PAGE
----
Giving up After Failing the JLPT and Finding my way Back
My name is James O., and this is the story of my second attempt at learning Japanese. I first started learning Japanese when I got a Japanese penpal while I was in Junior high school (so maybe around 2002-2003). We eventually ended up losing contact, but before that happened we exchanged CDs. I sent her my favorite Aaliyah CD at the time and she sent me Utada Hikaru First Love. Seeing all the kanji and hiragana but not really knowing anything about it was fascinating to me at the time.
During those days, in my school you could only choose from French, Italian, and Spanish to learn. I started learning Japanese on the side on my own. First I started with hiragana and katakana and then bought myself a kanji dictionary (which I still have as it was my favorite…too bad it is now missing the cover and pages or I’d buy another).
In my early days, I learned by trying to translate songs as much as possible. From there, I graduated into trying to read magazines and interviews for artists that I liked. For listening, I watched dramas continuously. Eventually I was able to follow the blogs of my favorite artists and started using reference materials to study for the JLPT. Around 2007 I scored about a 50% on the Japanese SAT II from self study alone and in college I went on to major in Japanese.
Everything was going great until I took the N2 in 2010. That was the same year they changed it to the new format and I definitely didn’t know what to expect anymore. It was probably the hardest test that I ever took and I ended up second guessing myself a lot. I ended up failing the test, and for some reason felt like it was the end of the world. Forget the fact that I could watch dramas without subtitles and hold my own in a conversation if I felt brave. I let failing the test define me and actually did nothing with Japanese for almost 3 years after that.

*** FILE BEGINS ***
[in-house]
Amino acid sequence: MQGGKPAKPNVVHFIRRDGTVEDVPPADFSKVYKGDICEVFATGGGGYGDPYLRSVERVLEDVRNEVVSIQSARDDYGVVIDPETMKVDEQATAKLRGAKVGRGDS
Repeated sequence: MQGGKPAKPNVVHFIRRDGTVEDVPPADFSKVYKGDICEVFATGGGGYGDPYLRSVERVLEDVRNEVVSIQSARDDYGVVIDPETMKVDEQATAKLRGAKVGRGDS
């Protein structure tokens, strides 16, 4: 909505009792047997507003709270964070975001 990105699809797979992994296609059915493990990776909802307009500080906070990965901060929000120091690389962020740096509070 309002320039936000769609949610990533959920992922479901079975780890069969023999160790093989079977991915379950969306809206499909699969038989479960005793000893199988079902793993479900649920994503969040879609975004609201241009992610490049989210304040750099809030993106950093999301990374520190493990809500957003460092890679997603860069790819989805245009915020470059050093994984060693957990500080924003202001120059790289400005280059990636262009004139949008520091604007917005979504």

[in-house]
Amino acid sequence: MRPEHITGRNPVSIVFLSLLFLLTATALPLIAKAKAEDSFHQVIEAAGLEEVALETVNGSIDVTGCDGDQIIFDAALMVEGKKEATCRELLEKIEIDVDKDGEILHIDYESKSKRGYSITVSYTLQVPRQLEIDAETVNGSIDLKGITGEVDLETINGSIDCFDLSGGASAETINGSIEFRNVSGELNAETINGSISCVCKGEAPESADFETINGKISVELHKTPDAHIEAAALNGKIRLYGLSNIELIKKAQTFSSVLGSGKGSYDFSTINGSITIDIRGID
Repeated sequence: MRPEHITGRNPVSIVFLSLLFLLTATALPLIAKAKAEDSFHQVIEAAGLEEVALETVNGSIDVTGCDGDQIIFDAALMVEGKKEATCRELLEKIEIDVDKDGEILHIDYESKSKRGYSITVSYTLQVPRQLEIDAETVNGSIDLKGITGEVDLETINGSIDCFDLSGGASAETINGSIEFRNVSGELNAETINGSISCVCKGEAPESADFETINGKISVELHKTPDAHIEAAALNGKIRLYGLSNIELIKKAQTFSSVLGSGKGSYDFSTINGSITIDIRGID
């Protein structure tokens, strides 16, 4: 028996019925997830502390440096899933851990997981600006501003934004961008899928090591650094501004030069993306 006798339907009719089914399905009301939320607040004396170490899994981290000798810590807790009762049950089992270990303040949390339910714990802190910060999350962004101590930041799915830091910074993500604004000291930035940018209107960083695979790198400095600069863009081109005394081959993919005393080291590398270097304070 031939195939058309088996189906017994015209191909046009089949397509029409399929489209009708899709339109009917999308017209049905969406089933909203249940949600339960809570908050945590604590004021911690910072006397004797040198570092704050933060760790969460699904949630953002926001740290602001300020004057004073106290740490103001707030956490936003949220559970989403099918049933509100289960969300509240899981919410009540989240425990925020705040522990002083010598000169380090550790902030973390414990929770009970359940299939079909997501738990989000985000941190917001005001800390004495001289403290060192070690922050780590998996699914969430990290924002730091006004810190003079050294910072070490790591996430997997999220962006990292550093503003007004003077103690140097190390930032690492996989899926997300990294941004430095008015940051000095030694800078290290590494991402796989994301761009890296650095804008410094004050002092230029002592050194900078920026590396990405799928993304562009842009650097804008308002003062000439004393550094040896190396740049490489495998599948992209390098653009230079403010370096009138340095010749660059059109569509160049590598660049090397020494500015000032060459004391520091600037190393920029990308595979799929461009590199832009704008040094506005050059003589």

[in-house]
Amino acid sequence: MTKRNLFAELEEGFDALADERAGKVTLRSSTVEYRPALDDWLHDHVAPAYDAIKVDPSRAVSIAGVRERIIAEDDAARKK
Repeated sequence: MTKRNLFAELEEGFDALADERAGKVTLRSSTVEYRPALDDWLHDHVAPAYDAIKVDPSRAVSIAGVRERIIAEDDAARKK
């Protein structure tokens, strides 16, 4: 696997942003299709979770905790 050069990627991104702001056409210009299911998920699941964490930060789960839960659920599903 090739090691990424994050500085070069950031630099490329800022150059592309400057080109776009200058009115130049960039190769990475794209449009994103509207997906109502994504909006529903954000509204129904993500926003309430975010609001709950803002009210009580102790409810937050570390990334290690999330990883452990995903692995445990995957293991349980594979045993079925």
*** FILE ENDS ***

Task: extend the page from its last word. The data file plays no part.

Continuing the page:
Right now I am in the middle of my 2nd attempt.
I realized that I missed the enrichment that learning another language/culture brought to my life and took 2 classes at the local Japan Society in NY to get back into it. Not surprisingly, my skills have definitely decreased.
I didn’t get to study abroad in Japan during school for financial reasons, but after deciding that I missed Japanese and wanted to take it seriously this time around, I applied to go to KCP International Japanese Language School in Japan. I figured that I could fulfill my old dream and stick myself in a situation where I would be forced to learn and better myself. I’m set to leave January 2016 so hopefully this second attempt will be the ultimate success.
As for my advice/encouragement to others…
I think sometimes it is okay to quit/take a break so you can step back and really see what is important to you. I literally stopped everything Japanese for 3 years and then realized that I had missed it or it had always been on my mind. Once I got to that point and said “this is what I want to do” I started throwing myself behind it with full force again. I got a 2nd job to pay for my sabbatical in Japan, I started studying whenever I could, getting back into Japanese music and movies, etc.
Now that I had that time away, I appreciate and enjoy these things so much more. Even if I feel like I lost so much of my Japanese during that break, it is exciting when I find a lot of things I still do know. Sometimes we really just need a moment away. It doesn’t mean it is the end!
And that is my currently in process story!
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